Cashing out: The state needs a comprehensive gift ban law

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In the wake of the sting that never stung, leaders in the state House of Representatives adopted a rule Wednesday that bars members and House employees from accepting cash gifts from lobbyists.

That’s a good step and the Senate may follow suit this week, but Pennsylvania must go further. The ban should apply to all gifts, not just cash; it should be a law, not a rule; and it should cover all state employees, not just lawmakers. Then we’d be talking real reform.

The state Ethics Act, which allows legislators and other public employees to take gifts as long as they report those valued at $250 or more, is more about record-keeping than staving off influence.

This welcome, though limited, action on the House rule follows the disturbing case in Philadelphia in which four Democratic House members were caught on tape accepting cash or gifts. They were not prosecuted by state Attorney General Kathleen Kane, a fellow Democrat, because she said the case, which she inherited from her predecessors, was flawed and would not have resulted in convictions.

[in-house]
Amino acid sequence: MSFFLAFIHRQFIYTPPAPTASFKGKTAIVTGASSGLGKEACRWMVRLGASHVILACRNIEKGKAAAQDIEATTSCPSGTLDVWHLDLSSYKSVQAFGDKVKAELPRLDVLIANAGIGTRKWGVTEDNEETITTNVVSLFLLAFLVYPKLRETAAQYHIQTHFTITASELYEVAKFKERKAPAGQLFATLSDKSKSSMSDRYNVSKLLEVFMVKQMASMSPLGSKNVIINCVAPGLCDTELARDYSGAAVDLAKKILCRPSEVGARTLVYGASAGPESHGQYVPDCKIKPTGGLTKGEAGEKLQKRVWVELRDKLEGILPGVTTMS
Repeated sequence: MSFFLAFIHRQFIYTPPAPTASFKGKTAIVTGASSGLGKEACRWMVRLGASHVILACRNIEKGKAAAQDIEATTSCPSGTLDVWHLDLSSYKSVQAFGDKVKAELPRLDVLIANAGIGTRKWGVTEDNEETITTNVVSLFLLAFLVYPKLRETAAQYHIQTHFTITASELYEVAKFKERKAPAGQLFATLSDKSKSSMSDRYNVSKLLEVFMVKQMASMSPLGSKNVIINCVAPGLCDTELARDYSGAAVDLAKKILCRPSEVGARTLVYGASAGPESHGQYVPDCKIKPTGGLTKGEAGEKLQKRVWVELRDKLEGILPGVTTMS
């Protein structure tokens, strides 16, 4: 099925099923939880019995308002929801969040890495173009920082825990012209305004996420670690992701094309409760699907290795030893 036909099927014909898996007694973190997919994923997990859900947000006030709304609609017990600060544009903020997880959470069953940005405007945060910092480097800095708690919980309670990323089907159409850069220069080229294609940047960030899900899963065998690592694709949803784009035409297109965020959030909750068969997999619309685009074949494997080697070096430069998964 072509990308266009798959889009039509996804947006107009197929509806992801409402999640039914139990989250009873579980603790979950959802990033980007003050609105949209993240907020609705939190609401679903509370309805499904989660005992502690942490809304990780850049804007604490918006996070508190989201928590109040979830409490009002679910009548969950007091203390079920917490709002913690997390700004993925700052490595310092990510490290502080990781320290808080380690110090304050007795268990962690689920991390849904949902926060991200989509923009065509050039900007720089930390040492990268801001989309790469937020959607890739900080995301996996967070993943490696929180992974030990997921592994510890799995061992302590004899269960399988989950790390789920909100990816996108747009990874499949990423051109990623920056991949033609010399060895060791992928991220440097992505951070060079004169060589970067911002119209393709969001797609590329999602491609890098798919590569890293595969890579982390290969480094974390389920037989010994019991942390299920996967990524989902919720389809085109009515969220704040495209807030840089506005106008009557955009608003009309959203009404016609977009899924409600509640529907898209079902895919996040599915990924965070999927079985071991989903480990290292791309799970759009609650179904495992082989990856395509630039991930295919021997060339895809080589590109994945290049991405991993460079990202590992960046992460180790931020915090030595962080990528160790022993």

Perhaps those lawmakers would have thought twice about stuffing their pockets with hundreds or thousands of dollars in cash if state law banned gifts from lobbyists or similar sources trying to have their way with government.

The new House rule bans cash gifts to a representative and public employees of the House unless they come from “a spouse, parent, parent by marriage, sibling, child, grandchild, other family member or friend when the circumstances make it clear that the motivation for the action was a personal or family relationship.” Lobbyists and their employees cannot be considered friends under the rule.

House members who violate the rule will be referred to the House Committee on Ethics, which could investigate and call for censure or expulsion — another shortcoming of this approach. If the gift ban were enshrined in law, however, as some House and Senate members are proposing, tougher consequences could follow a violation, perhaps from the state Ethics Commission or the attorney general.

Give House leaders credit for taking this short, positive step. Not until the law prohibits all gifts to state employees, however, will Pennsylvania be able to curb such attempts to buy off government.


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